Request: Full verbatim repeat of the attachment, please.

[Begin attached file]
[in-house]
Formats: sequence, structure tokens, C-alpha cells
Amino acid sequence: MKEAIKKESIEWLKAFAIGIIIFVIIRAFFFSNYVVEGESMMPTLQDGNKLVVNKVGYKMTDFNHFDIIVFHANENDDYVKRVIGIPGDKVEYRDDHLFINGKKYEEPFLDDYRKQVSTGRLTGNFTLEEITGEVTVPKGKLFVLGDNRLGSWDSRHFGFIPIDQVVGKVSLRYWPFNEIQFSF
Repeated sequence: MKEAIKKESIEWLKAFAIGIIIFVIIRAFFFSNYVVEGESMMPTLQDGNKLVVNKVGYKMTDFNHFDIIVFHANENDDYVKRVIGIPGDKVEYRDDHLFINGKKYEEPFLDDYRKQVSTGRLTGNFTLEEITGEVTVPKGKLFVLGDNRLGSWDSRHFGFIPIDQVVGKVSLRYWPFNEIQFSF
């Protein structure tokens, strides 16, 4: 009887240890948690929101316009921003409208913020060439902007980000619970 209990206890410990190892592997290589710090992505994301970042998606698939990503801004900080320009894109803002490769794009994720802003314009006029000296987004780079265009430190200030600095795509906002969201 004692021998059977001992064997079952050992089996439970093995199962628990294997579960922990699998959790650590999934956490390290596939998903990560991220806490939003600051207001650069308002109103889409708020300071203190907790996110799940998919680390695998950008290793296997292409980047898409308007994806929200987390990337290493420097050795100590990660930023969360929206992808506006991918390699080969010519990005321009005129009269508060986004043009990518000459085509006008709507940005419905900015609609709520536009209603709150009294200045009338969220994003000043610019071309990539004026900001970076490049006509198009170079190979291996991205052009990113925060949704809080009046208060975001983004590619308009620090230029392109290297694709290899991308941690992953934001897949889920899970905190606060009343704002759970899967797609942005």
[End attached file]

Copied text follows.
[in-house]
Formats: sequence, structure tokens, C-alpha cells
Amino acid sequence: MKEAIKKESIEWLKAFAIGIIIFVIIRAFFFSNYVVEGESMMPTLQDGNKLVVNKVGYKMTDFNHFDIIVFHANENDDYVKRVIGIPGDKVEYRDDHLFINGKKYEEPFLDDYRKQVSTGRLTGNFTLEEITGEVTVPKGKLFVLGDNRLGSWDSRHFGFIPIDQVVGKVSLRYWPFNEIQFSF
Repeated sequence: MKEAIKKESIEWLKAFAIGIIIFVIIRAFFFSNYVVEGESMMPTLQDGNKLVVNKVGYKMTDFNHFDIIVFHANENDDYVKRVIGIPGDKVEYRDDHLFINGKKYEEPFLDDYRKQVSTGRLTGNFTLEEITGEVTVPKGKLFVLGDNRLGSWDSRHFGFIPIDQVVGKVSLRYWPFNEIQFSF
């Protein structure tokens, strides 16, 4: 009887240890948690929101316009921003409208913020060439902007980000619970 209990206890410990190892592997290589710090992505994301970042998606698939990503801004900080320009894109803002490769794009994720802003314009006029000296987004780079265009430190200030600095795509906002969201 004692021998059977001992064997079952050992089996439970093995199962628990294997579960922990699998959790650590999934956490390290596939998903990560991220806490939003600051207001650069308002109103889409708020300071203190907790996110799940998919680390695998950008290793296997292409980047898409308007994806929200987390990337290493420097050795100590990660930023969360929206992808506006991918390699080969010519990005321009005129009269508060986004043009990518000459085509006008709507940005419905900015609609709520536009209603709150009294200045009338969220994003000043610019071309990539004026900001970076490049006509198009170079190979291996991205052009990113925060949704809080009046208060975001983004590619308009620090230029392109290297694709290899991308941690992953934001897949889920899970905190606060009343704002759970899967797609942005």